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Spring 2023 - Safety

Opioid Addiction: A Patient’s Perspective

LORI LEWIS knows all too well that if a mother’s love could cure addiction, her son Ryan would be alive today. He was just 23 years old when he died of a drug overdose on July 10, 2014.

Lori Lewis and her son Ryan
Lori Lewis, whose son Ryan died from an overdose of opioids, has become an advocate for opioid addiction awareness.

LORI LEWIS knows all too well that if a mother’s love could cure addiction, her son Ryan would be alive today. He was just 23 years old when he died of a drug overdose on July 10, 2014. He was a gifted artist and musician whose descent into addiction began with a prescription for Vicodin.

Lori, who is a registered nurse, was prescribed Vicodin after the first of two back surgeries. “About a year after the first surgery, I began to have back pain again and decided to take the medication that was left over,” explained Lori. “When I went in the medicine cabinet, the pills looked different, and I discovered the prescription had been replaced with Tylenol capsules. That’s when I suspected something was wrong.”

Lori and her husband called a family meeting with all four of their children, and their son Ryan eventually confessed that he had taken the Vicodin. As parents, they were naturally alarmed, but still unaware of how serious a potential opioid addiction could be. “The opioid epidemic hadn’t fully hit, and we, along with many doctors and nurses, still thought they were safe,” says Lori. Around the same time, I discovered Ryan had also taken some Adderall that had been prescribed for his brother’s attention-deficit/hyperactivity disorder.”

For the Lewis family, this was the beginning of a long battle with addiction that would eventually cost their son his life.

Over time, Lori says her once free-spirited son became increasingly moody and irritable, and they worried about his mental health. One day, Ryan’s girlfriend called Lori at work to report that Ryan was talking about suicide. “I took him to the emergency room where a blood test revealed opioids and benzos, which are prescribed for anxiety,” says Lori.

Over the next few months, Lori and her husband saw a number of other red flags that they now share with other families as a warning sign. Ryan was losing weight. He was moody and often had headaches, nausea and vomiting and cold sweats. Spoons in the home were disappearing. Valuables began disappearing, including a cell phone, jewelry, a coin collection and a camera. Ryan complained of severe muscle and bone aches and intense cramping in his limbs. He wore long-sleeved shirts and jeans even in hot weather. And, he lost many old friends and had many new friends.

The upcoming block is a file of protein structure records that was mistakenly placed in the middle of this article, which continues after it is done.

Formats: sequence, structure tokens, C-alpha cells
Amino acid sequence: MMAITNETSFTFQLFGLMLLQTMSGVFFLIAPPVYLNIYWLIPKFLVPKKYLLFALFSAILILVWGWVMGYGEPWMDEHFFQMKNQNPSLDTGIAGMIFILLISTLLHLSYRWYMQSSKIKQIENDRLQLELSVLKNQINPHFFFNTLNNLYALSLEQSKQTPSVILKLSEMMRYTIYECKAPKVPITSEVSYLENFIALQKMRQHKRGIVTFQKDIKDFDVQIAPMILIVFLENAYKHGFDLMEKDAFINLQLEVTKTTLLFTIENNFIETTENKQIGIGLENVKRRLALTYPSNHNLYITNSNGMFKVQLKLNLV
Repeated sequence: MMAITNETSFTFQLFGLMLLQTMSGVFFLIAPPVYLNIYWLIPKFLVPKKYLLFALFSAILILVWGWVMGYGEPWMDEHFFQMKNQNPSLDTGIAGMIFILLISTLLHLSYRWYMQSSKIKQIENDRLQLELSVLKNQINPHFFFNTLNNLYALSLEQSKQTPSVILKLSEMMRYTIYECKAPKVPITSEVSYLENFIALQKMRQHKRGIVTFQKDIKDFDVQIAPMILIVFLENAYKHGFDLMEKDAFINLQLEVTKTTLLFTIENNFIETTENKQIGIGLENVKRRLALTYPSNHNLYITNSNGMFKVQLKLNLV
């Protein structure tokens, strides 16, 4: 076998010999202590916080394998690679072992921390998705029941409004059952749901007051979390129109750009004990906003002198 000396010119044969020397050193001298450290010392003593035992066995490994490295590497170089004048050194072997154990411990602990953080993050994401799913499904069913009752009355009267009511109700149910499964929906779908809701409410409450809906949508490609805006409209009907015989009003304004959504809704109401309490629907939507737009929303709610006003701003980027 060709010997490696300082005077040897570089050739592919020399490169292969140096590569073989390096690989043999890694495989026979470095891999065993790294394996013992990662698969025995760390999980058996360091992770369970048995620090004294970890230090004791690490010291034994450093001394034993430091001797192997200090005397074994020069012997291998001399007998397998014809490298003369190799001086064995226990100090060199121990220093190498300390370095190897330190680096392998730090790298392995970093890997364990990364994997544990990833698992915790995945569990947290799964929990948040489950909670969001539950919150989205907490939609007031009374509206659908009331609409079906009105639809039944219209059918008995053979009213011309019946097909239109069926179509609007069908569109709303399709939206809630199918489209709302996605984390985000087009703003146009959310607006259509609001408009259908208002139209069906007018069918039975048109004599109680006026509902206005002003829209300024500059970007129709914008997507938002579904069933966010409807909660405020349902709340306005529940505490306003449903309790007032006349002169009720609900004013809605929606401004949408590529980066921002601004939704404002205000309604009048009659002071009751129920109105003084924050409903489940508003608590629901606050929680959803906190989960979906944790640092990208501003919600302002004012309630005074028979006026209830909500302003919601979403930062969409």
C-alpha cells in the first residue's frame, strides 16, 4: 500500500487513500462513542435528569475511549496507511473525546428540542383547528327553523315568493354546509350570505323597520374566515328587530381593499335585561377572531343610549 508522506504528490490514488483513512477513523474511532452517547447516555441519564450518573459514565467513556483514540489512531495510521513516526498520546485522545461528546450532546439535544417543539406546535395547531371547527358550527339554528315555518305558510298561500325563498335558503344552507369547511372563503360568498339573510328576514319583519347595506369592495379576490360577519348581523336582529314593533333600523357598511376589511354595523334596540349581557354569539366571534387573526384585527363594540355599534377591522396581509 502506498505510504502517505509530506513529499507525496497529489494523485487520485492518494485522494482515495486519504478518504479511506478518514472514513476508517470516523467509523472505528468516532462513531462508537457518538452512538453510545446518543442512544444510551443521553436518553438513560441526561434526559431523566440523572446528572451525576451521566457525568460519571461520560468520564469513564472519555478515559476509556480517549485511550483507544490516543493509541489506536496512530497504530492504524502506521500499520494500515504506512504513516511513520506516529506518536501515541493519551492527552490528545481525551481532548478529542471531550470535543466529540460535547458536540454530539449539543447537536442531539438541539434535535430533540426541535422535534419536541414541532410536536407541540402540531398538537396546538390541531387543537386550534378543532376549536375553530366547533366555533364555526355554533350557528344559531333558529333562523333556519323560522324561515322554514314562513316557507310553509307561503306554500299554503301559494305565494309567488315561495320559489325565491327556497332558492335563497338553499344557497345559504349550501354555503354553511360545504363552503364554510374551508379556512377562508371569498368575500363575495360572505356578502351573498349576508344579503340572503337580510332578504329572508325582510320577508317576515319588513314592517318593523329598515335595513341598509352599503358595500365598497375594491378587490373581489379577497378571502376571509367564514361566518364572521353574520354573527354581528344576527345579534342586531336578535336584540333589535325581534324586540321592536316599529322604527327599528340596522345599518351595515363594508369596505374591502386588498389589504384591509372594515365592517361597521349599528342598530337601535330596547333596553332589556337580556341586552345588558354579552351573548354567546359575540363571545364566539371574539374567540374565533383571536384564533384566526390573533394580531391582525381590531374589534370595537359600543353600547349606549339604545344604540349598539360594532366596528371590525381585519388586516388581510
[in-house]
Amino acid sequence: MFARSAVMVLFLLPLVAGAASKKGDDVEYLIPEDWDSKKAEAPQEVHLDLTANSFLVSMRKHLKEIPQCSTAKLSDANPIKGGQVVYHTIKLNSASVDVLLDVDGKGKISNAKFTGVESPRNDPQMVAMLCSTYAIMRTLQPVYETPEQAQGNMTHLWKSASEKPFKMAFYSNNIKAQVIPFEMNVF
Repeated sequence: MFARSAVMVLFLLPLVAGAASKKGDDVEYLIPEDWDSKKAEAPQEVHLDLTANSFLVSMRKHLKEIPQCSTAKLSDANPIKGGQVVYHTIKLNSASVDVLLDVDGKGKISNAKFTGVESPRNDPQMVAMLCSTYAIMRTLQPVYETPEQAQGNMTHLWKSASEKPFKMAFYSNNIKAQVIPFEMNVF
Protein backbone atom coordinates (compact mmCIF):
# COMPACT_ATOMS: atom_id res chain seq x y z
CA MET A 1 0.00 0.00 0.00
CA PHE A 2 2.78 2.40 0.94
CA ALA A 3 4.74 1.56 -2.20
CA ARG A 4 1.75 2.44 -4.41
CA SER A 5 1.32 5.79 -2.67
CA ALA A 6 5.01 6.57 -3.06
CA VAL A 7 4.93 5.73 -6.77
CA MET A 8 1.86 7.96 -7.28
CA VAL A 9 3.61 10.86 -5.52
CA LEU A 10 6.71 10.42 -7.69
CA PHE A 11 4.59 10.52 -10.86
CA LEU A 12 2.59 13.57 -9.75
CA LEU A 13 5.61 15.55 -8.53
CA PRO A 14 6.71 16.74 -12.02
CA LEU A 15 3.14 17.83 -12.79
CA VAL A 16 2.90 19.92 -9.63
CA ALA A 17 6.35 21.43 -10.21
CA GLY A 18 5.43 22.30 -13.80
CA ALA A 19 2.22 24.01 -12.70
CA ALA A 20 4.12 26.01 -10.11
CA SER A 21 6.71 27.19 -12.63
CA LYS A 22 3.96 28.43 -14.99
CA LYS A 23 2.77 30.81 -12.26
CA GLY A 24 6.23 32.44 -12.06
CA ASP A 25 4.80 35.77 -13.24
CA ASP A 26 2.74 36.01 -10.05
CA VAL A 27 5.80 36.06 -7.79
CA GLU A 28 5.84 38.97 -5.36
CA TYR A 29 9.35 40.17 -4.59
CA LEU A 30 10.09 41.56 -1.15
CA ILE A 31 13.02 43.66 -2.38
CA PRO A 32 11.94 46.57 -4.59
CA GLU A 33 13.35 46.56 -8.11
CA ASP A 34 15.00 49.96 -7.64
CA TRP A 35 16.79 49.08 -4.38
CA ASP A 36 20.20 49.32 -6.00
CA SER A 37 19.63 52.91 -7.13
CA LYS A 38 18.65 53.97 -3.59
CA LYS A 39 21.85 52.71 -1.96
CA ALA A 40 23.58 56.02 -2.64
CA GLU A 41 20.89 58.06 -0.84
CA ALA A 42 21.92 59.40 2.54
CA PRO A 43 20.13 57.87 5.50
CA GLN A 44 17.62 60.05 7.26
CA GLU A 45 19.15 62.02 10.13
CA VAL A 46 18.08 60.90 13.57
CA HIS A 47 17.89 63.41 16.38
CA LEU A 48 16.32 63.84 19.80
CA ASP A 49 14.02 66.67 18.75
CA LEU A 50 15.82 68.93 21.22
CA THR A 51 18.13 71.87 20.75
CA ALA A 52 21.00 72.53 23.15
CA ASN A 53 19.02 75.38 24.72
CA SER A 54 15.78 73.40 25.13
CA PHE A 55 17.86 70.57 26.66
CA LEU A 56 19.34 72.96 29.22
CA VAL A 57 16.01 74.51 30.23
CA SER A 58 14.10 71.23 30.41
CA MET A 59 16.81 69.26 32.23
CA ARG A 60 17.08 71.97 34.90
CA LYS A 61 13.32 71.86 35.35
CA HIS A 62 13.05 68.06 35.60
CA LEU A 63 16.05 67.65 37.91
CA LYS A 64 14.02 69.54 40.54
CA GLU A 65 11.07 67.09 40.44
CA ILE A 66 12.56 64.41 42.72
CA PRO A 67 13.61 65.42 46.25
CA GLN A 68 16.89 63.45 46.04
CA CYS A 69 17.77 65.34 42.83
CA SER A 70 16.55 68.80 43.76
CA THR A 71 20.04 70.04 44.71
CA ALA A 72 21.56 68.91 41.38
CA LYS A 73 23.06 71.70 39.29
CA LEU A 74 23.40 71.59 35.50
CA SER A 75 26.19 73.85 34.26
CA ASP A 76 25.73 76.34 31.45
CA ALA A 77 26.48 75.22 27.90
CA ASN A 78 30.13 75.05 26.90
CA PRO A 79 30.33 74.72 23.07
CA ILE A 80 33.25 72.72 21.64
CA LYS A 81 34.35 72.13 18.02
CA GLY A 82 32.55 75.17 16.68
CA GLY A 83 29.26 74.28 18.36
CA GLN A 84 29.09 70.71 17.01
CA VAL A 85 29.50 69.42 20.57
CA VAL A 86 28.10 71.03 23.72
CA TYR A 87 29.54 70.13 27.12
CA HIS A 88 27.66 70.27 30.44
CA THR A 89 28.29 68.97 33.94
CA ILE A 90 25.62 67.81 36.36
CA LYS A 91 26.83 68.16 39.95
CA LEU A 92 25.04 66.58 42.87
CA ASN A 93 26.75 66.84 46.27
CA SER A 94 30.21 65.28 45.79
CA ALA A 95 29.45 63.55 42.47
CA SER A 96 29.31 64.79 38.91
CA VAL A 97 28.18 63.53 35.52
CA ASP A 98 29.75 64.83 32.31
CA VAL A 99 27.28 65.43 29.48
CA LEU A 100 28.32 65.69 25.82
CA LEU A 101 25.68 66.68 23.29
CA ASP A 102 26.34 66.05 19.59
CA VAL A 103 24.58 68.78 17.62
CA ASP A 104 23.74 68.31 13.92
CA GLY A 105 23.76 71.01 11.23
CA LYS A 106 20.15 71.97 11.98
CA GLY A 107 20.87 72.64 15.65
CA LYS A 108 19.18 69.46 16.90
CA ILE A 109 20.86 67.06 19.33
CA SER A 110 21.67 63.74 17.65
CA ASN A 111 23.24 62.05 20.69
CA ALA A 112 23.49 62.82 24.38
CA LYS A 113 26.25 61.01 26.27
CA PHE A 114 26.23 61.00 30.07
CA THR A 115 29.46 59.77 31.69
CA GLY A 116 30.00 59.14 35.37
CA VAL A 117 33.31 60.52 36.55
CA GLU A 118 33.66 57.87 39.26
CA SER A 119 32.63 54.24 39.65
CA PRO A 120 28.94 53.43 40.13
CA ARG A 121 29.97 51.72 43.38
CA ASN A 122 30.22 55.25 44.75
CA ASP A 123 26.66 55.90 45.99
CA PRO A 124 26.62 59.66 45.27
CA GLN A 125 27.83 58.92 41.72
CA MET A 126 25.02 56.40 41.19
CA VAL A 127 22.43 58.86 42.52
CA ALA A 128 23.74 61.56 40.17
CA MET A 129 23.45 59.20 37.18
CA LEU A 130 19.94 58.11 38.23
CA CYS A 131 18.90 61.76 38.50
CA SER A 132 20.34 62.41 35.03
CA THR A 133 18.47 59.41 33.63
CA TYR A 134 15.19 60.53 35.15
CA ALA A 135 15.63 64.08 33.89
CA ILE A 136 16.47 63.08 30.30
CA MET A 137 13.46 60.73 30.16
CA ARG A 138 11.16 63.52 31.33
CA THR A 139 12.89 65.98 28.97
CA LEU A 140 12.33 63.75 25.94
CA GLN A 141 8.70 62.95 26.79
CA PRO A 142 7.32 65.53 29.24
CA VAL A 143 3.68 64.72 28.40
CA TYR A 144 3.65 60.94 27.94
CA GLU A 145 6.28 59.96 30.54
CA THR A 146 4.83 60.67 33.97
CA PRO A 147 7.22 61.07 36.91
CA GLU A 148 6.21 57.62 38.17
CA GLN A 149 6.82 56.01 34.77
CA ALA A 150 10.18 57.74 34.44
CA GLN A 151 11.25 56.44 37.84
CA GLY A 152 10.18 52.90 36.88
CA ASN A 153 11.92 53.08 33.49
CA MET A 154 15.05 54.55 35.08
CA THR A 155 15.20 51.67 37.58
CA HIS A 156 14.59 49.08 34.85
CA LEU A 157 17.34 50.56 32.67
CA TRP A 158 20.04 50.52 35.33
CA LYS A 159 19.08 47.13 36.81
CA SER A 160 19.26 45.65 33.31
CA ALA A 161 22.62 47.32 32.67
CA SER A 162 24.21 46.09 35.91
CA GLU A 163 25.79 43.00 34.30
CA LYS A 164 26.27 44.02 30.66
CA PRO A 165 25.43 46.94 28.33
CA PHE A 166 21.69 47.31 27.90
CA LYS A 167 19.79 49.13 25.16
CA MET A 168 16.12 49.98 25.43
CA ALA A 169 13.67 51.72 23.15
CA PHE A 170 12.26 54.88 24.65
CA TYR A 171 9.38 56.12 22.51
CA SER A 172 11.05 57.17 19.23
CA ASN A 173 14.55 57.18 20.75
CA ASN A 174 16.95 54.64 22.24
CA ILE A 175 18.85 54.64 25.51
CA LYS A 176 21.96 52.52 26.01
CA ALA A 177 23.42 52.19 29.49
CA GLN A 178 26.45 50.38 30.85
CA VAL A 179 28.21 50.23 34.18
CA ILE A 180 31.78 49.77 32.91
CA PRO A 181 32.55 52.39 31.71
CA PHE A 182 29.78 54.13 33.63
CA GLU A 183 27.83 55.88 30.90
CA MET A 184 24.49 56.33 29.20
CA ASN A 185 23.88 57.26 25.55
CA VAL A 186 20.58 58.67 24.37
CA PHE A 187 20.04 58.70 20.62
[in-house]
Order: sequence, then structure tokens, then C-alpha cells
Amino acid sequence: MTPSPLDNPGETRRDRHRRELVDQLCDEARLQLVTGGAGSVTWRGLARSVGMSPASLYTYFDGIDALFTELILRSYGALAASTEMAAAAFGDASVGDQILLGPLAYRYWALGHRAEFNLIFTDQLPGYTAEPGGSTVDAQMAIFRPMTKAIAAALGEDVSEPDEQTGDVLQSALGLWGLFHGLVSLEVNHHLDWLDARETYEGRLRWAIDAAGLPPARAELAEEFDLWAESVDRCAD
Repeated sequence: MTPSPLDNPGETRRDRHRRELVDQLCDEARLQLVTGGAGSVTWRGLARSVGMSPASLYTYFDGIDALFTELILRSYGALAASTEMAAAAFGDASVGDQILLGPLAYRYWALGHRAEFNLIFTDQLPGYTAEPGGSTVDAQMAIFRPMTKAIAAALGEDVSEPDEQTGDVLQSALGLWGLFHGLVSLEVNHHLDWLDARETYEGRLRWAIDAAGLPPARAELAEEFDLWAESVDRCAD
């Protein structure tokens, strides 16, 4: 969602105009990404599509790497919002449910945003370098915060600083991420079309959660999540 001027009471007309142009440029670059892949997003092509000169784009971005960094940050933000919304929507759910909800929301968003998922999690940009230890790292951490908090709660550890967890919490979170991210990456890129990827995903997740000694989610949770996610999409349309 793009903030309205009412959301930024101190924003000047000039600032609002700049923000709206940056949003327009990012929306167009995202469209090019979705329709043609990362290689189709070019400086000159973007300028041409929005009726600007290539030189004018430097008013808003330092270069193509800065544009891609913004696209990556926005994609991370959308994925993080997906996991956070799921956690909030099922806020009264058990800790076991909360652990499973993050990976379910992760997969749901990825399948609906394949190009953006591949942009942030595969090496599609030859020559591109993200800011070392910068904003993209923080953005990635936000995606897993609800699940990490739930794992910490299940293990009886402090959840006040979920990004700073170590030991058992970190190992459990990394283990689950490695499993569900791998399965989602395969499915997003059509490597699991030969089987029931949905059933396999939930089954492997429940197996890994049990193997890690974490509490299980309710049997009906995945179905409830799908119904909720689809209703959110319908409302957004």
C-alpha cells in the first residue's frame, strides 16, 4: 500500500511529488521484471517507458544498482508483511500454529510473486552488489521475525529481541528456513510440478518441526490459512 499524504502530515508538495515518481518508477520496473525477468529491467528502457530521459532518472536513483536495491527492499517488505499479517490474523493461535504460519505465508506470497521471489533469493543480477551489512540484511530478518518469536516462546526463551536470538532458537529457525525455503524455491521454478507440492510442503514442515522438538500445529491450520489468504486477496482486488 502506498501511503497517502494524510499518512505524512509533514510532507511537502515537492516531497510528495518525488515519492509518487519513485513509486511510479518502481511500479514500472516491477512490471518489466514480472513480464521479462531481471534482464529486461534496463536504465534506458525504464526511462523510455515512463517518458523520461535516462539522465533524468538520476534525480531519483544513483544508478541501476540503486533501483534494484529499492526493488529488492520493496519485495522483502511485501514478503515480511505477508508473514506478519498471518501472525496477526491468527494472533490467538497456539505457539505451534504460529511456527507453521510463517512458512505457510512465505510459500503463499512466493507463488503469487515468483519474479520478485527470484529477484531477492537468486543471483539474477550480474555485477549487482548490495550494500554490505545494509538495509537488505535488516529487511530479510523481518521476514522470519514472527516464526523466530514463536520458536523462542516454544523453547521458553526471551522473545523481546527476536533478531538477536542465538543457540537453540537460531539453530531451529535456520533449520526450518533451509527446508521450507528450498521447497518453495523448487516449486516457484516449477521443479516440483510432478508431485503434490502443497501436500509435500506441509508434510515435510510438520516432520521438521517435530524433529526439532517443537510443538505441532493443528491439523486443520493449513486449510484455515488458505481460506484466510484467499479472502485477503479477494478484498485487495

At that time, Ryan was often sick in the morning but would recover in the afternoon. Lori says she knows now that these were symptoms of opioid withdrawal.

Over a two-year period, Ryan was admitted to residential treatment four times. During one stay, he finally admitted that his opioid addiction had shifted from pills to heroin. In a pursuit to break free from his addiction, Ryan continued to spend time in and out of treatment centers. After a third stay in residential treatment, it looked like he might have finally turned a corner by remaining drug-free for five months. Then one night, his girlfriend sent Lori a picture of Ryan asking if he looked normal. “He was nodding off on her sofa with his head arched back, mouth open and eyes half closed,” says Lori. “That’s when we picked him up and got him into treatment for the fourth and last time.”

After another 28-day stay, Ryan was sent to recover in a sober house with a strict policy against medication-assisted treatment. That meant Ryan couldn’t take Suboxone, a medication he desperately needed to reduce cravings and prevent relapses. “I believe it was that policy that led to the phone call we got three days later informing us that Ryan had died of an overdose in his room,” says Lori.

Before that fatal overdose, Lori says Ryan survived two other overdoses. As a nurse, Lori knew that opioids cause drowsiness and can slow or even stop someone from breathing. Fortunately, she says, there is a medication that rapidly reverses an opioid overdose called naloxone (generic for Narcan). “It begins to work within two minutes. It’s safe, easy to use and state laws make Narcan available without a prescription,” explains Lori. “Research shows that every 227 doses of naloxone distributed saves one life.”

Today, Lori serves as an advocate for opioid addiction awareness and uses every opportunity to tell her son’s story and, hopefully, save a life. “Ryan’s life has been cut short forever,” laments Lori. “My hope is that we can save other lives with education and awareness, proper disposal of unused medication, greater access to naloxone and more compassionate, evidence-based treatment.”

Trudie Mitschang
Trudie Mitschang is a contributing writer for BioSupply Trends Quarterly magazine.